There has never been a time when Republicans should be more in fear of the “Blue Wave” that November could promise for Democrats in Congress, especially after a rare moment of candor from Senate Majority Leader Mitch McConnell in an interview just before his quorum confirmed the most controversial Supreme Court Justice in American history.
Many pundits have made hay with speculation about what investigations might take place, what unredacted reports might see the light of day, and what cases might be reopened, should the Democrats win back control of the House of Representatives. Most of that chatter has focused on the ongoing Mueller investigation, and more importantly how House Republicans have worked hard to slow it, stop it, and impede it in every way possible.
But the last few days have brought discussion of what it would take to bring Justice Brett Kavanaugh up on perjury charges and possibly impeach him from the Supreme Court. It’s a risky proposition: Only one SCOTUS judge has ever been impeached, and like Bill Clinton, he was not convicted by the Senate and got to keep his job.
But the man who just called Kavanaugh’s confirmation his “proudest moment” as a Senator, Kentucky’s Mitch McConnell, may actually have unwittingly helped a future Congress with that task.
In the interview he gave to Bloomberg News, McConnell told reporters that it was Senate Republicans, not the White House, that set the terms of the FBI probe which marked the final chapter in the sham nomination and confirmation process that Kavanaugh underwent.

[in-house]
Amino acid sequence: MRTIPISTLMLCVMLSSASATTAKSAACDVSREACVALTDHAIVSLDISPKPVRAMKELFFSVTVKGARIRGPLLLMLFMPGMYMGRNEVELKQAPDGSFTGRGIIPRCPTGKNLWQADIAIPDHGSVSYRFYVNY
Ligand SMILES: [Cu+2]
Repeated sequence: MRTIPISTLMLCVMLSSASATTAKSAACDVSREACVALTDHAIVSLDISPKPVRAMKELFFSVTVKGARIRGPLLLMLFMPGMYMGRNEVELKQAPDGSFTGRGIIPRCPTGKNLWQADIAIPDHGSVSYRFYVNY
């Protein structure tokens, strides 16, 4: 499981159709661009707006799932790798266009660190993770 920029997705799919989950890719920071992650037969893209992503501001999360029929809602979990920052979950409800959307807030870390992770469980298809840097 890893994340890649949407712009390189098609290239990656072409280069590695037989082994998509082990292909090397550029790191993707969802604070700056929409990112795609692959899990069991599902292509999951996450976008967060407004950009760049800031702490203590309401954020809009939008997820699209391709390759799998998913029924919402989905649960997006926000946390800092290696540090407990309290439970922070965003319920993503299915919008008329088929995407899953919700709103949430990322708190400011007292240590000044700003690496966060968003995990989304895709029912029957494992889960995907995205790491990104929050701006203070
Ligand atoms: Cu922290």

The White House took grief for setting the scope, but we gave them the scope.”
McConnell’s use of “we” certainly indicates at least an effort on the part of the actual Republican Party to define the FBI investigation, which would be even more improper than if the White House had simply abdicated its duty to the 11 Republicans on the Judiciary Committee — of whom Mitch is not one.
The Chairman of the Judiciary, aging farmer Chuck Grassley, had previously told the press that his committee had not restricted the breadth of the FBI probe. If McConnell did restrict it according to political purposes, he would be guilty of at least obstruction of justice — which would certainly bolster the case of any House investigation seeking to invalidate the legitimacy of the Kavanaugh confirmation or remove him.
McConnell left little doubt that politics were at play. When asked why the FBI hadn’t interviewed Kavanaugh or the victim herself, Mitch was plain-spoken:
We just heard testimony, hours and hours of testimony. Nobody thought there was a need to do the same thing all over again.”
That’s not actually your call, Senator.
Featured image via screen capture